Oort Cloud

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Introduction1

Encyclopedia

Oort cloud, named after the Dutch astronomer Jan Oort, sometimes called the Öpik–Oort cloud, is a theoretical cloud of predominantly icy planetesimals proposed to surround the Sun at distances ranging from 50,000 to 200,000 AU (0.8 to 3.2 ly). It is divided into two regions: a disc-shaped inner Oort cloud (or Hills cloud) and a spherical outer Oort cloud. Both regions lie beyond the heliosphere and in interstellar space. The Kuiper belt and the scattered disc, the other two reservoirs of trans-Neptunian objects, are less than one thousandth as far from the Sun as the Oort cloud.

The outer limit of the Oort cloud defines the cosmographical boundary of the Solar System and the extent of the Sun’s Hill sphere. The outer Oort cloud is only loosely bound to the Solar System, and thus is easily affected by the gravitational pull both of passing stars and of the Milky Way itself. These forces occasionally dislodge comets from their orbits within the cloud and send them toward the inner Solar System.Based on their orbits, most of the short-period comets may come from the scattered disc, but some may still have originated from the Oort cloud.

Astronomers conjecture that the matter composing the Oort cloud formed closer to the Sun and was scattered far into space by the gravitational effects of the giant planets early in the Solar System’s evolution. Although no confirmed direct observations of the Oort cloud have been made, it may be the source of all long-period and Halley-type comets entering the inner Solar System, and many of the centaurs and Jupiter-family comets as well. — Wikipedia

Oort Cloud (Encyclopædia Britannica)

Oort Cloud (Eric Weisstein’s World of Astronomy, Wolfram Research)
Oort Cloud (Wolfram Alpha)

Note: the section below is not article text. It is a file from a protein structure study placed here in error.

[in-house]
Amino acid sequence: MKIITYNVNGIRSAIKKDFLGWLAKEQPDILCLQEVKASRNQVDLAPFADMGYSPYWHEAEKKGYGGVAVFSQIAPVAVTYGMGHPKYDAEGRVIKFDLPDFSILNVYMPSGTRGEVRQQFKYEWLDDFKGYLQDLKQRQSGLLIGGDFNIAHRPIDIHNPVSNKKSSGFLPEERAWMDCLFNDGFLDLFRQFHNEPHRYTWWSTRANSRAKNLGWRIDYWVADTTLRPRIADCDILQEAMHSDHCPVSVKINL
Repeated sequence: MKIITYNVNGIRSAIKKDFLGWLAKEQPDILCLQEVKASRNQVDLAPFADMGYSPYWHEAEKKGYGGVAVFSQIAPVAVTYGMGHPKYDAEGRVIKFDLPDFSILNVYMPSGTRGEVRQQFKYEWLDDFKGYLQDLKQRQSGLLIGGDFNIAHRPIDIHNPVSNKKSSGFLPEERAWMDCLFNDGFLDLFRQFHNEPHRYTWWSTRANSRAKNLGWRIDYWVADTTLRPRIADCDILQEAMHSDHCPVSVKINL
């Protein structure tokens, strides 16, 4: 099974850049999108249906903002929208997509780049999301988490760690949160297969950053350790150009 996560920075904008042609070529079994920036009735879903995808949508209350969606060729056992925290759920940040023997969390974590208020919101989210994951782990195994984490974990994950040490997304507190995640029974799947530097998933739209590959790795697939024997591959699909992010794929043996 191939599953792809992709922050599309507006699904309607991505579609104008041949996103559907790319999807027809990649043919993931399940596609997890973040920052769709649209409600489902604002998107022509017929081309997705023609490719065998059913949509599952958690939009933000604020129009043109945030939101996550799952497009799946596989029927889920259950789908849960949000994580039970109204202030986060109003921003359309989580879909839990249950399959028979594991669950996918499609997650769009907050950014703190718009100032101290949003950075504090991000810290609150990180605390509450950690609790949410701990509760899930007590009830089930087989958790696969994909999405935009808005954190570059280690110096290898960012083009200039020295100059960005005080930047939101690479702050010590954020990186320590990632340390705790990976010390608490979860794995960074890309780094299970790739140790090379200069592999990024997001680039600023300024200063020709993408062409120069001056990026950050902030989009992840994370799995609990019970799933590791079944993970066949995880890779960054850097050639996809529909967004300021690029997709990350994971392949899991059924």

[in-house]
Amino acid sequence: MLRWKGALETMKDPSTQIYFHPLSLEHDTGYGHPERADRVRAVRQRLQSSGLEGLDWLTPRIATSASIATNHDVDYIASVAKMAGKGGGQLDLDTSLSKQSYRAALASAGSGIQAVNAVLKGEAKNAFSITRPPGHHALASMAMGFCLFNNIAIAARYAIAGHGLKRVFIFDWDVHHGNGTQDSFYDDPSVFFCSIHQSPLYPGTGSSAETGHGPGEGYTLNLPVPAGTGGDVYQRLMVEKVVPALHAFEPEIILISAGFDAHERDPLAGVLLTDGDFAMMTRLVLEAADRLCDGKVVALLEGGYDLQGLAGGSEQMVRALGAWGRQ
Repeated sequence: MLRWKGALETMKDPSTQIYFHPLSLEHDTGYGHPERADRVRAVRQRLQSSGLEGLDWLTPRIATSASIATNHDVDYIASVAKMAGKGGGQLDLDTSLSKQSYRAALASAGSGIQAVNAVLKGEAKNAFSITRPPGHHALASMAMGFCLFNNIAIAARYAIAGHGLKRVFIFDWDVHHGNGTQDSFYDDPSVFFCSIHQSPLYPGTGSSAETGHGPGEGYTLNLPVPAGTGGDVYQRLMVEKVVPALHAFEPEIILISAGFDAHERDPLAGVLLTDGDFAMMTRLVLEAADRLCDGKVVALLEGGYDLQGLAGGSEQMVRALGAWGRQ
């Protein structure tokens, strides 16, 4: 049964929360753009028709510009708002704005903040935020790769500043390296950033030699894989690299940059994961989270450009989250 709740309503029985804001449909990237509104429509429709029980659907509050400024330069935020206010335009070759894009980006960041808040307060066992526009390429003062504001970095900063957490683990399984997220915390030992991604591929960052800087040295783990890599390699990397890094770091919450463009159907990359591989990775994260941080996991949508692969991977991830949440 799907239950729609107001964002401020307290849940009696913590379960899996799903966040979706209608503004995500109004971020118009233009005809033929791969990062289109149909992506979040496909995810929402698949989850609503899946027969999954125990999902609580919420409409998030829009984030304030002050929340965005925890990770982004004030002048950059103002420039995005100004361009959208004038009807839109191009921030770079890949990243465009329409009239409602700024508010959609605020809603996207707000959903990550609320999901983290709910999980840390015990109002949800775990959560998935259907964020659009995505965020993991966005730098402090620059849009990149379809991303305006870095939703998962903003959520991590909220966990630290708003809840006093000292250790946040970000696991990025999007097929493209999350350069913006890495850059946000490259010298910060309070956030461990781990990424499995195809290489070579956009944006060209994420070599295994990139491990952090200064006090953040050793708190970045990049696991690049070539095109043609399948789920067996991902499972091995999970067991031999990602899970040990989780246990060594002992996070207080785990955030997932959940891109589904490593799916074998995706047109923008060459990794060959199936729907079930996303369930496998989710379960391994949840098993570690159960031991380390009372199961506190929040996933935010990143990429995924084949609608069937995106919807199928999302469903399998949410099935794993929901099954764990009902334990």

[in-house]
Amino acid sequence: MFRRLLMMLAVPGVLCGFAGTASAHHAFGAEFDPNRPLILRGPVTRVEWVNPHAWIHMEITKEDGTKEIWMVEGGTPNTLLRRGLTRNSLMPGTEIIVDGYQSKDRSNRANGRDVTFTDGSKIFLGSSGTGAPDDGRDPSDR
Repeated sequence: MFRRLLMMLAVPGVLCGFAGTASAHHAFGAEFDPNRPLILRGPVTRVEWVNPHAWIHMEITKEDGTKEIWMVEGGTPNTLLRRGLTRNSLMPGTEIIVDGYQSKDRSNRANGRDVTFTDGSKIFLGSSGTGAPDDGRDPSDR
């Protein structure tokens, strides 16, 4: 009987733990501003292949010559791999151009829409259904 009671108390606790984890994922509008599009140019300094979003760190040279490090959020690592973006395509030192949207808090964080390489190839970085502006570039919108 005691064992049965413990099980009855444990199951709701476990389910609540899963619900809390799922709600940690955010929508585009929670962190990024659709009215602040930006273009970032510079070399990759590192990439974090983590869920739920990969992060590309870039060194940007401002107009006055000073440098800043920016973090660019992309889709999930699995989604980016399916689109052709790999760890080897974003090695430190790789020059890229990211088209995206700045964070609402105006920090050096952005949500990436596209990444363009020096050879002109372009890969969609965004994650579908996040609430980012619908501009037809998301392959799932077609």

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Innovation

Science

Solar System Exploration: Oort Cloud (NASA)
Oort Cloud (Jet Propulsion Laboratory, NASA)

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Preservation

History

The Man Who Knew Comets (Adam Frank, NPR)

Library

WorldCat, Library of Congress, UPenn Online Books, Open Library

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Participation

Education

Where does the solar system end? (Space Place, NASA)

Oort Cloud (Cosmos4Kids)

MERLOT: Multimedia Educational Resource for Learning and Online Teaching

News

Oort Cloud (Astronomy Magazine)
Oort Cloud (Phys.org)
Oort Cloud (NPR Archives)

Book

Oort Cloud (ISBNdb)

Government

Document

Oort Cloud (USA.gov)

returntotop

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Related

Here are links to pages about closely related subjects.

Knowledge Realm

Physical

“Fundamentals”
Law (Constant) Relativity
Force Gravity, Electromagnetism (Light, Color)
Matter (Microscope) Molecule, Atom (Periodic Table), Particle

“Space”
Universe (Astronomical Instrument)
Galaxy Milky Way, Andromeda
Planetary System Star, Brown Dwarf, Planet, Moon

Our Neighborhood
Solar System Sun
Terrestrial Planet Mercury, Venus, Earth (Moon), Mars
Asteroid Belt Ceres, Vesta
Jovian Planet Jupiter, Saturn, Uranus, Neptune
Trans-Neptunian Object
Kuiper Belt Pluto, Haumea, Makemake
Scattered Disc Eris, Sedna, Planet X
Oort Cloud Etc. Scholz’s Star
Small Body Comet, Centaur, Asteroid

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Notes

1.   The resources on this page are are organized by a classification scheme developed exclusively for Cosma.